[The daughters of Zion are the true members of the church, who have been begotten by the Word and Spirit of God. These are addressed by the prophet, and are bidden to exult and “shout” for joy. Well does the prophet select them as the persons to whom he should direct his exhortation. “Let them give thanks whom the Lord hath redeemed.” They know the glorious character of their prince. They have found both his laws and government to be “holy and just and good.” They have experienced his power to save, “to save to the uttermost those that call upon him.” They have continual proofs of his lowliness, being admitted daily to the most intimate fellowship with him. Should not they then rejoice? “Surely the very stones would cry out against them it they held their peace.” “Behold” then, believers, your King, even he whom you have chosen to reign over you, is come. He now waits for you. “Arise, lo! he calleth you.” Go, enter into his presence-chamber, and receive the blessings which he is come to bestow.]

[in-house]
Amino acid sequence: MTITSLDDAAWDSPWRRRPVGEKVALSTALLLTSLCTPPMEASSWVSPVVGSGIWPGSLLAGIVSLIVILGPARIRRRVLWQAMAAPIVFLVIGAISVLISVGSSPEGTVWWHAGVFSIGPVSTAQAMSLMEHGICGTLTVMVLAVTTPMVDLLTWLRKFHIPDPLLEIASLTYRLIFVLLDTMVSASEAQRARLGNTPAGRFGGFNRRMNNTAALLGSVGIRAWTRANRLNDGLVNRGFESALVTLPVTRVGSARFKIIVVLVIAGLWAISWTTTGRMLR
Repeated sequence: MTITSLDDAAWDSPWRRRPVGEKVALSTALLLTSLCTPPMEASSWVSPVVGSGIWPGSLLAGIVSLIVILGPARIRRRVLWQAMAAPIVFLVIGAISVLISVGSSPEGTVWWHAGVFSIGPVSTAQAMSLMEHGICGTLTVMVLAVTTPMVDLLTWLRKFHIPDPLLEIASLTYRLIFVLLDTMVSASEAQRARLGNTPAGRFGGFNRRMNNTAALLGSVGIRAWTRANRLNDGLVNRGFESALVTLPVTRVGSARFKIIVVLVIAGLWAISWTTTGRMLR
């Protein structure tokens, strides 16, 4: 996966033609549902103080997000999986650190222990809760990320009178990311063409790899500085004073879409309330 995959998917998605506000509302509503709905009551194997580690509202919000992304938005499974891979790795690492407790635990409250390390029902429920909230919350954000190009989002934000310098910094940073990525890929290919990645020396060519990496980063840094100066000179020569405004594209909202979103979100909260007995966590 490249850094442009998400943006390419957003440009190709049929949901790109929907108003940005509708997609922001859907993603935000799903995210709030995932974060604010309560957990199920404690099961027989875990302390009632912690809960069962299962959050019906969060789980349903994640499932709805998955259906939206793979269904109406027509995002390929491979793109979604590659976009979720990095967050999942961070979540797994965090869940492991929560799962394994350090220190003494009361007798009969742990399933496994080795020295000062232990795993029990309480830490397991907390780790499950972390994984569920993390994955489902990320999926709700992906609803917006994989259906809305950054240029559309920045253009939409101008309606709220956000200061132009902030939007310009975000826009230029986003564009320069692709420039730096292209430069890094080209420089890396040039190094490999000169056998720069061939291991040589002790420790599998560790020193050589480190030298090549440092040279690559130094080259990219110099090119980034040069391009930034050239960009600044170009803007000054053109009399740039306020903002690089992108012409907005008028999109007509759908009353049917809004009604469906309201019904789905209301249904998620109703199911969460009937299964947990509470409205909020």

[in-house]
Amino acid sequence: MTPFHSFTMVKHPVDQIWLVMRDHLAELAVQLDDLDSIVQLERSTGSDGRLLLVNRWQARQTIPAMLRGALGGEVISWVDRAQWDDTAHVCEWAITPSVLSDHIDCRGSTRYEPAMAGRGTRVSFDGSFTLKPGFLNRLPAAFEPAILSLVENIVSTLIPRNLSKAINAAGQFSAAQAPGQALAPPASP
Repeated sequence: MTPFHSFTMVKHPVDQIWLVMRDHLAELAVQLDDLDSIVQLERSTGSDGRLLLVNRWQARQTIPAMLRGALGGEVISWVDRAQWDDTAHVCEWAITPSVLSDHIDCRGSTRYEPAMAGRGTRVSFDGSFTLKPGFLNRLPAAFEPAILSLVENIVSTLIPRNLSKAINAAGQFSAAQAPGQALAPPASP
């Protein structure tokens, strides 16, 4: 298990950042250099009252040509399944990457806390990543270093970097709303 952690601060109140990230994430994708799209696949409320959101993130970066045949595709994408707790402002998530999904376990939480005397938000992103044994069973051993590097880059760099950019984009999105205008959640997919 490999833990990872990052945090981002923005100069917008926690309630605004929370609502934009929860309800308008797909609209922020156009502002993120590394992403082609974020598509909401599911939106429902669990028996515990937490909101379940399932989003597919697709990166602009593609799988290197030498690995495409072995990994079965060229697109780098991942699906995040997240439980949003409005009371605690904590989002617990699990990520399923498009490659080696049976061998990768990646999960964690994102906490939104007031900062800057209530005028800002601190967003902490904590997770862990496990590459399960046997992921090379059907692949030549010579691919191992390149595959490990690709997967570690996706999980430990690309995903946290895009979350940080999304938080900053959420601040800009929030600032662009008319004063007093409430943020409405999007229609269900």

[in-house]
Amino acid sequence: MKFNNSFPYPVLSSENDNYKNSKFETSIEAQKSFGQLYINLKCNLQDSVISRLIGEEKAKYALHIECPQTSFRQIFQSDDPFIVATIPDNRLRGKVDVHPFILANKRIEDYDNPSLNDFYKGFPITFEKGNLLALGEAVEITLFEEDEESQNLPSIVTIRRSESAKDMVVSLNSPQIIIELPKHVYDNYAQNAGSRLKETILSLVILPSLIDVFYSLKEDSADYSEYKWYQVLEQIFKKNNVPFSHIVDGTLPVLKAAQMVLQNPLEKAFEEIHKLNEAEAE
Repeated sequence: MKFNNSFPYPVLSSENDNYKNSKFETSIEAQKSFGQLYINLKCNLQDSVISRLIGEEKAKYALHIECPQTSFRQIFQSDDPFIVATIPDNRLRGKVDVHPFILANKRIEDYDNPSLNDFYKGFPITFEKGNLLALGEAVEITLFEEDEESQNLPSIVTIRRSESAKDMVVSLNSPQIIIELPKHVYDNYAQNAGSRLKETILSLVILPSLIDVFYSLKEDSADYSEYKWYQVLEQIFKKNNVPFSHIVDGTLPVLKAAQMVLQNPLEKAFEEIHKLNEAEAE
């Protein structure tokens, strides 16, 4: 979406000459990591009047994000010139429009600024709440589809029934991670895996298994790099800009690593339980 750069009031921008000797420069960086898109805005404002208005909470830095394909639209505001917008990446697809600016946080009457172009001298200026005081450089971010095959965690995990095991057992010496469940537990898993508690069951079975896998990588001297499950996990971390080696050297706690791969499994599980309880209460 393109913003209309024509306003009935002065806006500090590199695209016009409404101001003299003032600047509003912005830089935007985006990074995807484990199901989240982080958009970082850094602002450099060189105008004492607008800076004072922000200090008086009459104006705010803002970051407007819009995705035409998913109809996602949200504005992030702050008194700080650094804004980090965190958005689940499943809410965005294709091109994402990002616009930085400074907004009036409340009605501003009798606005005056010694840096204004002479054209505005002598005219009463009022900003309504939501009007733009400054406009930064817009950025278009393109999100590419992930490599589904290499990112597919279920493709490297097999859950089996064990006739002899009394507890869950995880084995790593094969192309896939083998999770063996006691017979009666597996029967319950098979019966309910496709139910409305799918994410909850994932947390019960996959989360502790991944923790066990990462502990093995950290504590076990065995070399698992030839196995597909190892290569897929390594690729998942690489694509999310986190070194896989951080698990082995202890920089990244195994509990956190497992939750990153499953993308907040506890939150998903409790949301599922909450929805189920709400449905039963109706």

[Are there any who feel no disposition to rejoice in this event? Alas! too many, like Herod and the Pharisees, cannot join in the general chorus. Let them not, however, imagine themselves related to the church of God: they are daughters of the world, but not daughters of Zion; nor need they have any other evidence of their alienation from God, than their want of joy in the Lord. How base is their ingratitude! that the Lord of glory should come down from heaven for them, and they have no hearts to welcome his arrival: that they should be gratified with the company of an earthly friend, and have no delight in communion with Jesus. Surely if they were to have all the curses of God’s law inflicted on them, who served not the Lord with joyfulness and gladness of heart on account of the temporal benefits bestowed upon them [Note: Deuteronomy 28:45; Deuteronomy 28:47.], they must have a far heavier condemnation, who so despise the condescension and love of our incarnate God. Mark then the alternative to which ye are reduced; ye must begin now that joy in the Lord which ye shall possess for ever, or, by continuing insensible of his mercy, continue destitute of any interest in it to all eternity. Choose ye now whether ye will have life or death: remember, however necessary it may be at other times to weep for your sins, it is to joy that we now invite you; not to carnal joy, but to that which is spiritual and heavenly. We unite with the Apostle in saying, “Rejoice in the Lord alway, and again, I say, Rejoice.” Methinks such an exhortation should not be slighted, especially when your present joy is to be a certain prelude to eternal happiness: but if ye will still despise the mercies of your God, behold this King cometh shortly to judge the world; behold he cometh riding upon the heavens with myriads of the heavenly host: know too that he is just and powerful; but his justice will condemn, and his power punish you. Go to him then in this day of salvation, welcome him in this the accepted time; so shall you, at his second coming, behold his face with joy, and join the choir of heaven in everlasting hallelujahs.]